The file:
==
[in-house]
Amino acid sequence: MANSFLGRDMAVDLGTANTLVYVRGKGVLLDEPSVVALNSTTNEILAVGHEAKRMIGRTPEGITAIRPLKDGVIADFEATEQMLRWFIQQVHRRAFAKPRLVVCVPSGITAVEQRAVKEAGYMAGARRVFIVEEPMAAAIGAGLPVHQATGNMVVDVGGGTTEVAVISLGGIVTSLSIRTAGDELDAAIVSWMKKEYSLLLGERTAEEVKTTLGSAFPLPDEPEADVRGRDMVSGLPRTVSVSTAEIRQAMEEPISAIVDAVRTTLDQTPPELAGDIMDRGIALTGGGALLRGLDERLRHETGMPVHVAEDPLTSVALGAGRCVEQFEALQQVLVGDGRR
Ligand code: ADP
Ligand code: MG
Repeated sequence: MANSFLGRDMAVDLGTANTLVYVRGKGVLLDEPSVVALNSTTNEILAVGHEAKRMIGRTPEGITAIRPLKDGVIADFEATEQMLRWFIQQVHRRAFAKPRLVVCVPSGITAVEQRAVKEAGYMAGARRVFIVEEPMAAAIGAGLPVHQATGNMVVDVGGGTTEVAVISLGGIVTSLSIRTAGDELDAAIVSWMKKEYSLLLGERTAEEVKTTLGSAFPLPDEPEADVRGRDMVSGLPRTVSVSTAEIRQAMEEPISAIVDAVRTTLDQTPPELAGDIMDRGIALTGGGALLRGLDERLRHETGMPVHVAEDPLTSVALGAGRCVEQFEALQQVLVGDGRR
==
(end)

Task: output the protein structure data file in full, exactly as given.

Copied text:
[in-house]
Amino acid sequence: MANSFLGRDMAVDLGTANTLVYVRGKGVLLDEPSVVALNSTTNEILAVGHEAKRMIGRTPEGITAIRPLKDGVIADFEATEQMLRWFIQQVHRRAFAKPRLVVCVPSGITAVEQRAVKEAGYMAGARRVFIVEEPMAAAIGAGLPVHQATGNMVVDVGGGTTEVAVISLGGIVTSLSIRTAGDELDAAIVSWMKKEYSLLLGERTAEEVKTTLGSAFPLPDEPEADVRGRDMVSGLPRTVSVSTAEIRQAMEEPISAIVDAVRTTLDQTPPELAGDIMDRGIALTGGGALLRGLDERLRHETGMPVHVAEDPLTSVALGAGRCVEQFEALQQVLVGDGRR
Ligand code: ADP
Ligand code: MG
Repeated sequence: MANSFLGRDMAVDLGTANTLVYVRGKGVLLDEPSVVALNSTTNEILAVGHEAKRMIGRTPEGITAIRPLKDGVIADFEATEQMLRWFIQQVHRRAFAKPRLVVCVPSGITAVEQRAVKEAGYMAGARRVFIVEEPMAAAIGAGLPVHQATGNMVVDVGGGTTEVAVISLGGIVTSLSIRTAGDELDAAIVSWMKKEYSLLLGERTAEEVKTTLGSAFPLPDEPEADVRGRDMVSGLPRTVSVSTAEIRQAMEEPISAIVDAVRTTLDQTPPELAGDIMDRGIALTGGGALLRGLDERLRHETGMPVHVAEDPLTSVALGAGRCVEQFEALQQVLVGDGRR